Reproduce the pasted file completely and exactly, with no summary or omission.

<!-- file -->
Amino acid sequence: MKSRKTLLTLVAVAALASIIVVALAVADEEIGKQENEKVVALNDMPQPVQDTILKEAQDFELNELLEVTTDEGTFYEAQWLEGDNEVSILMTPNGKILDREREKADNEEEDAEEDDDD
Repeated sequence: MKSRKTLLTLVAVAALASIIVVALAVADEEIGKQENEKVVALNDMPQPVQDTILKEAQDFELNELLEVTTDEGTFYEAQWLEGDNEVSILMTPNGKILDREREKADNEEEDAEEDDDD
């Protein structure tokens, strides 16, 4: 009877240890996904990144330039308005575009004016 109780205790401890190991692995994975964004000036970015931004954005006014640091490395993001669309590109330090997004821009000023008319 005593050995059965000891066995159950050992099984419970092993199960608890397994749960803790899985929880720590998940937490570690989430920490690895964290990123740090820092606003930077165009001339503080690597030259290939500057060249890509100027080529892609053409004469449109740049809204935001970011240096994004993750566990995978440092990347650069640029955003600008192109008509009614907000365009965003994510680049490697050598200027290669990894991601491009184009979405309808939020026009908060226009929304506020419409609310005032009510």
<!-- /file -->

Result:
Amino acid sequence: MKSRKTLLTLVAVAALASIIVVALAVADEEIGKQENEKVVALNDMPQPVQDTILKEAQDFELNELLEVTTDEGTFYEAQWLEGDNEVSILMTPNGKILDREREKADNEEEDAEEDDDD
Repeated sequence: MKSRKTLLTLVAVAALASIIVVALAVADEEIGKQENEKVVALNDMPQPVQDTILKEAQDFELNELLEVTTDEGTFYEAQWLEGDNEVSILMTPNGKILDREREKADNEEEDAEEDDDD
């Protein structure tokens, strides 16, 4: 009877240890996904990144330039308005575009004016 109780205790401890190991692995994975964004000036970015931004954005006014640091490395993001669309590109330090997004821009000023008319 005593050995059965000891066995159950050992099984419970092993199960608890397994749960803790899985929880720590998940937490570690989430920490690895964290990123740090820092606003930077165009001339503080690597030259290939500057060249890509100027080529892609053409004469449109740049809204935001970011240096994004993750566990995978440092990347650069640029955003600008192109008509009614907000365009965003994510680049490697050598200027290669990894991601491009184009979405309808939020026009908060226009929304506020419409609310005032009510």